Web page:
CPSC 124 (Fall 1998): Lab 7
Arrays of Objects

WELCOME TO THE SEVENTH LAB for Computer Science 124. In this lab, you will work with arrays in two applets. The first exercise is a third, and final, version of the bouncing balls applet. By using an array of balls, you can easily work with a much larger number of balls than in the previous versions. In the second exercise, you will work with an array of playing cards.

Before you begin, copy the folder /home/cs124/lab7 into your home directory.

The exercises at the end of the lab are due in class on the Monday following the lab.

Outline of the Lab

Bouncing Balls: The Final Episode

In your first "bouncing balls" exercise, in Lab 3, you added bouncing balls to an applet by cutting, pasting, and editing several variable and subroutine declarations -- a tiresome and error-prone task. In the second exercise, in Lab 5, you were able to create a BouncingBall object with a single line of code, and you could easily manipulate the object by sending messages to it. However, it would still be tiresome and difficult to work with a large number of balls in this way. In this lab, you will use an array of BouncingBall objects. This will let you easily use as many balls as you want, within the limits of the computer's ability to draw the frames of the animation in a reasonable amount of time.

You should copy your own BouncingBallsApplet.java from your lab5 directory to your lab7 directory. Rename the file to BouncingBallsApplet3.java, and rename the class to BouncingBallsApplet3. The lab7 directory already contains copies of the supporting files BouncingBall.class and SimpleAnimationApplet.class. It also contains an HTML file, bounce3.html, for running the applet. Before you write your own version of the applet, you can see my version by saying ``appletviewer bounce3.html''. You can also see the applet here, on a separate page.

Start by adding a constant to the applet to represent the number of balls. Set the constant equal to 25 (or to some other value that you think will produce a nice result):

          static final int ballCount = 25;

Also add an array variable to hold a list of BouncingBall objects:

          BouncingBall[] balls;

Recall that this only creates a variable that can refer to an array. You still have to create the actual array and then create the objects that go into the array. This should be done in the applet's init() method, since you only want to do it once, when the applet is first created. If you wanted to create an array of red balls with radius 10, you would use the following commands in the init() method:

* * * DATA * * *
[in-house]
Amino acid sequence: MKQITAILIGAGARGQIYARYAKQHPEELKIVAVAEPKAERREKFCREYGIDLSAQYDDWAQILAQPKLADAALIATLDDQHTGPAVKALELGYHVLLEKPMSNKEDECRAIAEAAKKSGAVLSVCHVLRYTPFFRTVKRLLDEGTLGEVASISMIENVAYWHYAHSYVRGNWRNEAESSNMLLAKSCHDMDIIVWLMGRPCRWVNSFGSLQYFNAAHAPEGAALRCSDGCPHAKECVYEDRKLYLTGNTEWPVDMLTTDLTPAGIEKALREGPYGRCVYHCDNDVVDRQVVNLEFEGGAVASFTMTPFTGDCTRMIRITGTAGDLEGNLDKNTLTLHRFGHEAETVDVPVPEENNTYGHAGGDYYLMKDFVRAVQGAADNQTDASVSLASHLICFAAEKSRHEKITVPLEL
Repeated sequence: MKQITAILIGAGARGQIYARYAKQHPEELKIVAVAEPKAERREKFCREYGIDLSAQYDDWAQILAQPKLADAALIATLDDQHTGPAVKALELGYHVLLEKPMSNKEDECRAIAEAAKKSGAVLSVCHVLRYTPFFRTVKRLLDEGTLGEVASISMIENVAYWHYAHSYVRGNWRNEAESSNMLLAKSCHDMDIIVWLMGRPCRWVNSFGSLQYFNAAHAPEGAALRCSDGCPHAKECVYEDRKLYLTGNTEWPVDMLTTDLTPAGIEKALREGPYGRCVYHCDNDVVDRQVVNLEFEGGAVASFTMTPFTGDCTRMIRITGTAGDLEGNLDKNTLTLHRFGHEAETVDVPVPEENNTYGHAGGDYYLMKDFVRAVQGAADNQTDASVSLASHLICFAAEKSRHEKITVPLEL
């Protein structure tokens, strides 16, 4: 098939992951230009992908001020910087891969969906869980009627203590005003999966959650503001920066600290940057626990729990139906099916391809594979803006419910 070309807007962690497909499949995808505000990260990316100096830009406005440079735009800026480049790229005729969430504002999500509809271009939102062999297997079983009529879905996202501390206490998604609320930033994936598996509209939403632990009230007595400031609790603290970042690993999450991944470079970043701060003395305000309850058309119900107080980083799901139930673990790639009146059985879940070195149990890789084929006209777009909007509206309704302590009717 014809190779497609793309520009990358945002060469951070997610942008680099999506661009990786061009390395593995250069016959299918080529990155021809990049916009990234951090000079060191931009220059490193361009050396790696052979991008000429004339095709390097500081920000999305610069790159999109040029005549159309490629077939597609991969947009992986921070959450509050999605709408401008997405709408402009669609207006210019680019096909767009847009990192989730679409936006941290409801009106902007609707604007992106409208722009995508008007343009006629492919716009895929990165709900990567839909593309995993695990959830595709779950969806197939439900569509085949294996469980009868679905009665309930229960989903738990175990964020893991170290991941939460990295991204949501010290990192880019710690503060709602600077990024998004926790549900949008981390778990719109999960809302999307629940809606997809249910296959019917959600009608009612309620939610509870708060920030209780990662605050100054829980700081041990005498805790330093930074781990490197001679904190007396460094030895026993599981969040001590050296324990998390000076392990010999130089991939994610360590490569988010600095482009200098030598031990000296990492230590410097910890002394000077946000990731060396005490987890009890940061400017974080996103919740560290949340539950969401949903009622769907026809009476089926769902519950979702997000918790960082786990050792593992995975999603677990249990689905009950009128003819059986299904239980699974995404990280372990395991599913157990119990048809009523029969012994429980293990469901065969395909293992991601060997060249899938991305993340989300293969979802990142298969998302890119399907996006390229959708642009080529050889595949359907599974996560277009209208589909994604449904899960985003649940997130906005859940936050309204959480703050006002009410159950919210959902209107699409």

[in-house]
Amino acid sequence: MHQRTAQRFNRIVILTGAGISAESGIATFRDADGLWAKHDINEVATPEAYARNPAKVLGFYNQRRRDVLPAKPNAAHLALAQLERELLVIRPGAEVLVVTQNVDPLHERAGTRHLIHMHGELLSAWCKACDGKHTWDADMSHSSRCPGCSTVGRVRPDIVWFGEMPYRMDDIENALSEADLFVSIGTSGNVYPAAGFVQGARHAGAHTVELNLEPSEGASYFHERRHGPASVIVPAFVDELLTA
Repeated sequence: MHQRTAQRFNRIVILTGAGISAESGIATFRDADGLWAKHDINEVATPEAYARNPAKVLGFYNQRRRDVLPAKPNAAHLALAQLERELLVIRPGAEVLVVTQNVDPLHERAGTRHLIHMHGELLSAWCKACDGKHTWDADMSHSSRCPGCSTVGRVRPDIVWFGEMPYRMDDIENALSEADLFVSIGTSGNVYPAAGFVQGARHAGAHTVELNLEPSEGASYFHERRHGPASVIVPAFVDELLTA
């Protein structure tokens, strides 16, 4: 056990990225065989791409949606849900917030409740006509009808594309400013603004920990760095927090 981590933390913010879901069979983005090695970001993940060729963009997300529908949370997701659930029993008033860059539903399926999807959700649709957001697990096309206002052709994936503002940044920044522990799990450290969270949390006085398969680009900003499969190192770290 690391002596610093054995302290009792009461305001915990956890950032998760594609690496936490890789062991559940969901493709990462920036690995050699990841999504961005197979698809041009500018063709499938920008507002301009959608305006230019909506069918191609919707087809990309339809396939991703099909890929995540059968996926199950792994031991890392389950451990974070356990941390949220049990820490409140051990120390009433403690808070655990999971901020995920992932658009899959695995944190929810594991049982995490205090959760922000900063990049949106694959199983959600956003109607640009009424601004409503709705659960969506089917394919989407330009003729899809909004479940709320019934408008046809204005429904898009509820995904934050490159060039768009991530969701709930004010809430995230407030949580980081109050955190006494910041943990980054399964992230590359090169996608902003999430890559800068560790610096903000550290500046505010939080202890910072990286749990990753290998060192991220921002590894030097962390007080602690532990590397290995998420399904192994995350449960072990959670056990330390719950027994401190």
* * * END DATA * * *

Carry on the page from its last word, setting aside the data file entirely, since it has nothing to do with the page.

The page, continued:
balls = new BouncingBall[ballCount];
               for (int i = 0; i < ballCount; i++)
                   balls[i] = new BouncingBall(Color.red,w/2,h/2,10);

However, you should create balls of different colors and possibly differing radii. In my applet, I use randomly generated colors for the balls. A random color can be generated by using a random integer between 0 and 255, (int)(256*Math.random()), for the each of the three color components of the color.

Once you've generated the balls, you can modify the drawFrame() and mouseDragged() methods to use the array. Your applet must work properly even if you change the value of the constant, ballCount, and recompile the applet.

A Simple Card Game

In the second exercise of the lab, you will use an array of Cards, where Card is a class that represents a playing card. The Card class is defined in the file Card.java. You might be interested to look at how arrays are used in this file to hold the names of the suits and values. This makes it very easy to convert the code number of a suit or value into a string. You will also use the class Deck, which is defined in the file Deck.java. This class uses an array of 52 card objects to represent a deck of playing cards.

The applet you will work with is a simple card game: One card is dealt at a time, and the user tries to guess whether the next card dealt will be higher or lower in value than the current card. A completed version of the applet can be found on a separate page.

Your lab7 folder contains an incomplete version of the applet. You can run it with the command "appletviewer cards.html". In this version, all that happens is that when you press any of the buttons, a new card is dealt and the canvas where the cards are displayed is redrawn. Your assignment is to complete the applet. The file HighLow.java defines two classes: the main applet class, HighLow, and a canvas class, HighLowCanvas, that is used by the applet. The applet class merely lays out the applet. All the actual work is done in the canvas class. The changes that you will make for this exercise all go in the HighLowCanvas class. You do not need to change the applet class at all.

Add an array variable, "Card[] cards;", to the HighLowCanvas class. You will also need an int variable, cardCount, to keep track of how many cards have been shown so far. In the constructor of the class, create the actual array with the statement "cards = new Card[6];".